The relationship between government and the not-for-profit (NFP) sector has important implications for society, especially in relation to the delivery of public health measures and the protection of the environment. In key health-related areas such as provision of medical services, welfare, foreign aid and education, governments have traditionally preferred for the NFP sector to act as service partners, with the relationship mediated through grants or funding agreements. This service delivery arrangement is intended to provide a diversity of voices, and encourage volunteerism and altruism, in conjunction with the purposes and objectives of the relevant NGO. Under the pretence of "accountability", however, governments increasingly are seeking to impose intrusive conditions on grantees, which limit their ability to fulfil their mission and advocate on behalf of their constituents. This column examines the United States Supreme Court decision, Agency for International Development v Alliance for Open Society International Inc 570 US_(2013), and compares it to the removal of gag clauses in Australian federal funding rules. Recent national changes to the health-related NFP sector in Australia are then discussed, such as those found in the Charities Act 2013 (Cth) and the Not-for-Profit Sector Freedom to Advocate Act 2013 (Cth). These respectively include the establishment of the Australian Charities and Not-For-Profit Commission, the modernising of the definition of "charity" and statutory blocks on "gag" clauses. This analysis concludes with a survey of recent moves by Australian States to impose new restrictions on the ability of health-related NFPs to lobby against harmful government policy Among the responses considered is the protection afforded by s 51l(xxiiiA) of the Australian Constitution. This constitutional guarantee appears to have been focused historically on preventing medical and dental practitioners and related small businesses being practically coerced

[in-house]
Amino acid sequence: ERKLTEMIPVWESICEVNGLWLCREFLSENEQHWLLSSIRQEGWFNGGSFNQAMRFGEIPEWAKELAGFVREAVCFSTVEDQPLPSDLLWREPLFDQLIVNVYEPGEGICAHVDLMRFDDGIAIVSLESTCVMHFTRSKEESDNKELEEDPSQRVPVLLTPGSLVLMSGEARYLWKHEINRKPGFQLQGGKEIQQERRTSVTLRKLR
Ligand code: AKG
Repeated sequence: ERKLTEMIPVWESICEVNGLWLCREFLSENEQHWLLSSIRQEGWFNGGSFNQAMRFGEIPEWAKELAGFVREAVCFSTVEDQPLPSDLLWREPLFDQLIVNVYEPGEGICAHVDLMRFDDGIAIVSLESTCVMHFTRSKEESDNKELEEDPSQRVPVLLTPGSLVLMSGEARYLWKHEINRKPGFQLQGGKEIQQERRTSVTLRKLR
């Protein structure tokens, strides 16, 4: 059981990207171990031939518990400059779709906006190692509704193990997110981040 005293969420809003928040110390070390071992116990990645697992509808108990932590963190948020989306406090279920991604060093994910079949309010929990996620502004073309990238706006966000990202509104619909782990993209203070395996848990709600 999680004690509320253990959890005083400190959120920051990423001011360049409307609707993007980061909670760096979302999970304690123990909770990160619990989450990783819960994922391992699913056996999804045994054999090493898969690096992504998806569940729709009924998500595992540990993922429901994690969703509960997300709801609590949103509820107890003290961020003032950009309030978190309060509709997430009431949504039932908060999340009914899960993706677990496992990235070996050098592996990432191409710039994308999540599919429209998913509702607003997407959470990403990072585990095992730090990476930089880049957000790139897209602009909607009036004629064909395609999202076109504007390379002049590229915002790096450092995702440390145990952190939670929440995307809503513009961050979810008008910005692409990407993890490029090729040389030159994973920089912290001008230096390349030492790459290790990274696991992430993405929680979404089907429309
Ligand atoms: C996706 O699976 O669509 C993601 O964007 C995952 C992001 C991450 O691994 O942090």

18. Government control over health-related not-for-profit organisations: Agency for International Development v. Alliance for Open Society International Inc 570 US_(2013).